The theme park is by no means the only major new development planned for this part of Kent. Ebbsfleet Garden Village received millions of pounds of Government funding in 2014 and there was a promise that 15,000 new homes would be built. The area is already well-connected to both central London and Paris thanks to a nearby station on the high-speed rail line used by Eurostar.

Progress on the Ebbsfleet housing scheme has been slower than was originally expected, although developers have insisted this year that things are moving forward. If plans do indeed continue to advance, more vacant brownfield land (some of it former chalk quarries) will be built on. And there has also been talk of opening up an overgrown man-made valley, where from 1837 a pioneering steam-powered tram carrying mined chalk to Swanscombe station operated. The space will now be used to provide a pedestrian greenway connecting different new developments in the area (including Blue Water shopping centre, which itself is built on the site of a former chalk quarry).


But the history of the Swanscombe area goes back much further than the start of chalk mining in the 19th century. When pits were dug some 100,000 stone axes were unearthed, which pointed to 30,000 years of life at the site, stretching back to a period of some 400,000 years. The discoveries made here at Swanscombe Heritage Park are quite outstanding, yet during our visit there only seemed to be one or two people around walking their dogs.

Swanscombe Heritage Park – near here the remains of Swanscombe Woman was found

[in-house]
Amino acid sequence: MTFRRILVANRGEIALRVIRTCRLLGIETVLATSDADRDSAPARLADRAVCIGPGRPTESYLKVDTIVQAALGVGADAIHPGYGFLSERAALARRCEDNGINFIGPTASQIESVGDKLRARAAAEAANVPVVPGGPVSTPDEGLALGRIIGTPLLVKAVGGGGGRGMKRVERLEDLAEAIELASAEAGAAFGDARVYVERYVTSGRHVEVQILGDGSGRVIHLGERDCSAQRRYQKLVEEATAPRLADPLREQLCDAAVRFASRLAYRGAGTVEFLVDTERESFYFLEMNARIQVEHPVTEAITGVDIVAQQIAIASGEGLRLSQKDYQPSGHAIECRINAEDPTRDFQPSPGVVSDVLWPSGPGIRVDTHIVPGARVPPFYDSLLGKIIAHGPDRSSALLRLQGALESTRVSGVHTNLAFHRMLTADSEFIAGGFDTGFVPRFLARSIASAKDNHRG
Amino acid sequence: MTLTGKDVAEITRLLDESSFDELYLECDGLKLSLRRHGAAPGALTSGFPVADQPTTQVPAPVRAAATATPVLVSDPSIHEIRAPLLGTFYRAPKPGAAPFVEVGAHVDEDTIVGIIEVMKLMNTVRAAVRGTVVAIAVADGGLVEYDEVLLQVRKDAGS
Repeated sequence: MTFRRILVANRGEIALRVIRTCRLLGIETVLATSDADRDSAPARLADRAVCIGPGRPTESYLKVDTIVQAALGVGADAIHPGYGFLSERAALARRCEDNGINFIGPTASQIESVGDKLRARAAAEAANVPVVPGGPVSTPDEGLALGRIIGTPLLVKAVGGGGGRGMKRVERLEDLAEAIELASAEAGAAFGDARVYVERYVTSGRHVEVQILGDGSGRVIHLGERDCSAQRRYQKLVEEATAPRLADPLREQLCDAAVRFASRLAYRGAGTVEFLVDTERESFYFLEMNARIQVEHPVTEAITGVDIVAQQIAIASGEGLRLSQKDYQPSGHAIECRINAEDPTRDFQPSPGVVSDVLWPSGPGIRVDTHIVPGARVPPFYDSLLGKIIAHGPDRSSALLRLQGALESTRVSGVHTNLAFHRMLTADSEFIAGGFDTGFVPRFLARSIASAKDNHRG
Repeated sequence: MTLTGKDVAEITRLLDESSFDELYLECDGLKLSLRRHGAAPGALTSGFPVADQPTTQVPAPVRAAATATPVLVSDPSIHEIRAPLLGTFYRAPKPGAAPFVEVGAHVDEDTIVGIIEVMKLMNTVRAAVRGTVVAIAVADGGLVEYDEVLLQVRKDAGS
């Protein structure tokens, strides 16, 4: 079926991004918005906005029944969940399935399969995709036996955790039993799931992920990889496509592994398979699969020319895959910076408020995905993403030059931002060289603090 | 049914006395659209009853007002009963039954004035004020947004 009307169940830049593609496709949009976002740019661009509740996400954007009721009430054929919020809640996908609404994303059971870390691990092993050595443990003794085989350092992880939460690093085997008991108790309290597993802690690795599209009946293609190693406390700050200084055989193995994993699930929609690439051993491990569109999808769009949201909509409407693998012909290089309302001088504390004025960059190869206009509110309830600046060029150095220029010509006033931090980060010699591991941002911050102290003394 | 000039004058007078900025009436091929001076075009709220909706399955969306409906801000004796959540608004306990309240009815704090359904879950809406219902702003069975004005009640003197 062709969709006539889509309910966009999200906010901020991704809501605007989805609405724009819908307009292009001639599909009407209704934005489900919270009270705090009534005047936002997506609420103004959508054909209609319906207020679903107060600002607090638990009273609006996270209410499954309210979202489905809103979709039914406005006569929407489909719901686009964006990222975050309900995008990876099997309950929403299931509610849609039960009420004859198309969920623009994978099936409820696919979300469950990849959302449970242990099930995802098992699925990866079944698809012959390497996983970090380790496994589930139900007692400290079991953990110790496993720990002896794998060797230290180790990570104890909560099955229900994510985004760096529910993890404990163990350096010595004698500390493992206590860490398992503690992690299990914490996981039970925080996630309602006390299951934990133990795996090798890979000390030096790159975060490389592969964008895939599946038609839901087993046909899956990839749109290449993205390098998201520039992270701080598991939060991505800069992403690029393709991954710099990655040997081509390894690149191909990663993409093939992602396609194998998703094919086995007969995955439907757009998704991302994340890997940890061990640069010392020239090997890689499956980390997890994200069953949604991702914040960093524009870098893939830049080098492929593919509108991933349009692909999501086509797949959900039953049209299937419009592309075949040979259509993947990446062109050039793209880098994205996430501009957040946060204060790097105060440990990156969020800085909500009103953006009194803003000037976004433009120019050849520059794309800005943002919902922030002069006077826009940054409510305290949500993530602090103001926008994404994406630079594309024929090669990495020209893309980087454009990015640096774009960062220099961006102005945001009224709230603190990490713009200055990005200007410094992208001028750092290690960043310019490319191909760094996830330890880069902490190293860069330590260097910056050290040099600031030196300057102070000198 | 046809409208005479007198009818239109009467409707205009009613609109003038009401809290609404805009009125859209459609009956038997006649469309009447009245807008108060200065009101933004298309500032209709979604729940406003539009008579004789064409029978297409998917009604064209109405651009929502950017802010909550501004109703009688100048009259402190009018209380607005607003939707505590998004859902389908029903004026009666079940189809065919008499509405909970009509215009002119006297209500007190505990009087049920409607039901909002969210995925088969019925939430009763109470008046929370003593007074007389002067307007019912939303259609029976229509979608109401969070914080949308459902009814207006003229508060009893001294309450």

The site become internationally famous in 1935 however when part of a fossilised skull was found by a dentist, who was an amateur archeologist. Two other pieces of the skull were found in 1936 and 1955, which is believed to have belonged to a woman and represents the second oldest remains found in Britain (the discoveries can now be found on display at the Natural History Museum). Fossil deposits at the Swanscombe site also suggest that the likes of bears, elephants and lions once lived here. If a theme park is to be built here, perhaps these creatures – and the fact that this was once an important area for chalk mining – should provide the inspiration for the rides.

I visited Swanscombe Peninsula as part of a guided walk led by Rob Smith of Footprints of London. The highly recommended three and half hour tour also took in Broadness Lighthouse, Ingress Abbey (which was part built using stone from the medieval London Bridge) and tales of exploration in search of the North West passage. You can find out about all of Rob’s current walks here.

Swanscombe Peninsula